Here is this target's lightcurve before we made our observations, on 11 June 2009

And here it is on 19 June 2009, after we made our observations

The arrows on the graph point out what our group contributed are highlighted in this image. They are shown as blue dots (H- Faulkes North Telescope) and dark green dots (I- Faulkes South Telescope).

The other points on the lightcurve are from observations made by other groups using different telescopes from around the world. The different colour letters on the right hand side of the graph show which points came from which group or telescope. Here is a list of the groups/telescopes and the letter which represents it:

Surveys (groups):

Follow-up (Telescopes):
Z(Danish 1.54m)
A(SAAO 1.0m)
C(CTIO 1.3m)

Wednesday, June 17, 2009

Overall project summary

This blog entry is a summary of all the work we have done over the two months of our project. There will be one or two more entries after this, but as the blog will be judged by the end of June, we feel it is important for this entry to be posted as soon as possible. We will also continue to observe as regularly as possible, so the following estimates of the work we have done will continue to increase.

We started our project early in May and after a training session with our mentor Greg Hallinan from NUIG we made our first observation on May 11th with the Faulkes Telescope.

We managed to get a total of 14 hours of actual observations done, almost equal in May and June. We were unable to observe about 13 hours of observation time which we had booked, due to the bad weather and telescope malfunctions. During that time we observed just under 20 microlensing targets and made 165 individual observations.

We have 15 blog posts so far. It is impossible to estimate the time we have spent on the blog, as we work on it in our own time, as well as in a group. As we have said before, the blog is divided into 2 aspects: writing the entries and IT. We have all spent a considerable length of time on our blog, especially since we had no previous experience with blogs before.

We have also received an email from the Faulkes Telescope mailing list asking school groups to help with another project involving Pluto. We will post a separate entry to explain our small part in this project.

Our project for this challenge has also been a part of the LCOGT microlensing project. This has been quite enjoyable and a great experience.

So, that is a basic summary of our project so far. It is now time to thank everyone again. Special Thanks to Mr. Ryder and Ms. Herbert for getting us involved in this project. A very important thank you to Gregg Hallinan for choosing such an interesting project that is part of a much larger world wide project. A big thank you to Yiannis Tsapras and Edward Gomez of LCOGT for contacting us, providing support, and helping us with our problems regarding the microlensing targets and lightcurves.

Pluto's Rotational Lightcurve

As part of the BAA (British Astronomical Association) to determine Pluto's rotational lightcurve the schools taking part in the Faulkes challenge have been asked to use a small part of their observing session to image Pluto.

Pluto's rotational lightcurve hasn't been observed since it was studied in 1995 by the Hubble Telescope. Since that time a dwarf planet has moved further away from the sun and there are indications that the cooling of the planet may have caused a change in the atmosphere and/or weather on Pluto, which might very well be visible if the rotational lightcurve is measured. This particular dwarf planet is a very slow rotator taking about 6.4 days to turn once.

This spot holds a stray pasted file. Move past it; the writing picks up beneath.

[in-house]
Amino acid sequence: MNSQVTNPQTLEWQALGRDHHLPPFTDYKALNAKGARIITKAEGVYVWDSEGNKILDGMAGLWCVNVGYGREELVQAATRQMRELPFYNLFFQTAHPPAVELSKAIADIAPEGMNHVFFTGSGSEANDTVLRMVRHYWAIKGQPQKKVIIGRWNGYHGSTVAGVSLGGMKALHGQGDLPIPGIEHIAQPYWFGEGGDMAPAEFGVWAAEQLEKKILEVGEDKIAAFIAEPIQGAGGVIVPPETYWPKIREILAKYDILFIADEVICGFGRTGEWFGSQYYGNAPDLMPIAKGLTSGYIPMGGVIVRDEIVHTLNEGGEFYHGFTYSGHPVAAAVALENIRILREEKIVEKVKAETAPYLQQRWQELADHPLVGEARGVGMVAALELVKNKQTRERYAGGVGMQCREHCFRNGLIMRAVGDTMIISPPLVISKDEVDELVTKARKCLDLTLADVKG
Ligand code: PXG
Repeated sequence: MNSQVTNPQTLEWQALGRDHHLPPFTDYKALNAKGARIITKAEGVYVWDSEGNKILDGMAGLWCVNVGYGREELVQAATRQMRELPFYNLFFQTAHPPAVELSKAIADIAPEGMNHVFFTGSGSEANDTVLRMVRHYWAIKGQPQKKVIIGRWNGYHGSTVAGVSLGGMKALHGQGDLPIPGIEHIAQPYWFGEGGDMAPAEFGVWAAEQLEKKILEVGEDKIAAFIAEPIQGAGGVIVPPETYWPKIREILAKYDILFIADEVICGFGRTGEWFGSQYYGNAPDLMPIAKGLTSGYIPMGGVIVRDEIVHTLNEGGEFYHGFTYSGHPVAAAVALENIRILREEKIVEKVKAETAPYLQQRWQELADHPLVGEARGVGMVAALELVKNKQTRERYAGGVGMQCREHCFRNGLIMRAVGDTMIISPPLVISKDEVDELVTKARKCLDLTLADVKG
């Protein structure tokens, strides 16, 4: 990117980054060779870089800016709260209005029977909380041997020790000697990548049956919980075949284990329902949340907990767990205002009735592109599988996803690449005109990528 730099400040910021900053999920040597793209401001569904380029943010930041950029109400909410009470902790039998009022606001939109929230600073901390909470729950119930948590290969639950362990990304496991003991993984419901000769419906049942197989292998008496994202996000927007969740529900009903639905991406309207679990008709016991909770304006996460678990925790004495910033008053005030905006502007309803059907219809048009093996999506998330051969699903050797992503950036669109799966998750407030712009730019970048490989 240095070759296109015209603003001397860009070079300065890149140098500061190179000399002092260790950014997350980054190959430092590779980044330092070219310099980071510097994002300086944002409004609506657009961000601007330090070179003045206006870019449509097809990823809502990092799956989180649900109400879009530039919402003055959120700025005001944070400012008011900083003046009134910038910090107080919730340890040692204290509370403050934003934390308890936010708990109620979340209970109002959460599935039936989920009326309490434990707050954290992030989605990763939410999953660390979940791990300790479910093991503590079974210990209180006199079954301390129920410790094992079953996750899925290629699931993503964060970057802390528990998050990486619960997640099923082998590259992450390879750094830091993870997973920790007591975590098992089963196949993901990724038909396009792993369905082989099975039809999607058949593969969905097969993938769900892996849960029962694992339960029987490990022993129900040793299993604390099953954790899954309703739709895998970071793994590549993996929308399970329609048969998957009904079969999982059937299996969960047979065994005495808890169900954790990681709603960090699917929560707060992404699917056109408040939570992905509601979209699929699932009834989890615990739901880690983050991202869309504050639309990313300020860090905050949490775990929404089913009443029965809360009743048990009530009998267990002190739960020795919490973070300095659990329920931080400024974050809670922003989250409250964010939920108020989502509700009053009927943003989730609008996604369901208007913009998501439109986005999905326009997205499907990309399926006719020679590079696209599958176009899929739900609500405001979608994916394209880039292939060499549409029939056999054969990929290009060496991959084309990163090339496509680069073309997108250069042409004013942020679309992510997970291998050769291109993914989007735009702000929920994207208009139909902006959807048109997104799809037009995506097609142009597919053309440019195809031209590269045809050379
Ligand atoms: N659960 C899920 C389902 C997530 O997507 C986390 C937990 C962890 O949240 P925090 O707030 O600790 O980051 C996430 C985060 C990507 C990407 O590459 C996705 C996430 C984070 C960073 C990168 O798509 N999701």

The group of astronomers in charge of the faulkes telescope want us to take one RGB image to go towards their research. An RGB image, sometimes referred to as a truecolour image, is a method a taking a picture that defines red, green, and blue color components for each individual pixel. RGB images do not use a palette. The color of each pixel is determined by the combination of the red, green, and blue intensities stored in each color plane at the pixel's location. Which means that they take 1 red, 1 green and 1 blue picture and mix them together to get the real colours.

We attempted to take a picture of Pluto but, unfortunately, the telescope was closed due to bad weather. We will try again during our next session if we are granted more time. It was very exciting and an honor to be asked to help the BAA's campaign and research and we hope to post our picture of Pluto as soon as possible.

This is a good site with information on pluto

Tuesday, June 9, 2009

Great news and observations

We have been in contact with Edward Gomez of LCOGT these past few weeks, and we have just heard some very nice news. Our team have been contributing greatly to the microlensing project. We have had more success than the actual astronomers! We have been booking the telescope for around 2 o'clock as much as possible (it fits in with lunch and school well). This turns out to be a very lucky turn for us, as we seem to be observing with the clearest skies.

This has made us feel rather proud about our project, as we are just a small school group, but we have been contributing even more than we thought.

Our observing has also been smooth lately. However, with 98% humidity last Friday, and a weather warning today, it is unlikely that we will get our desired 25 pictures today.

There is still no word on the judging of the blog, so we shall continue as we have until we are told otherwise. Even now the judges may be looking at our blog, so we have been tightening things up, and hoping for good news.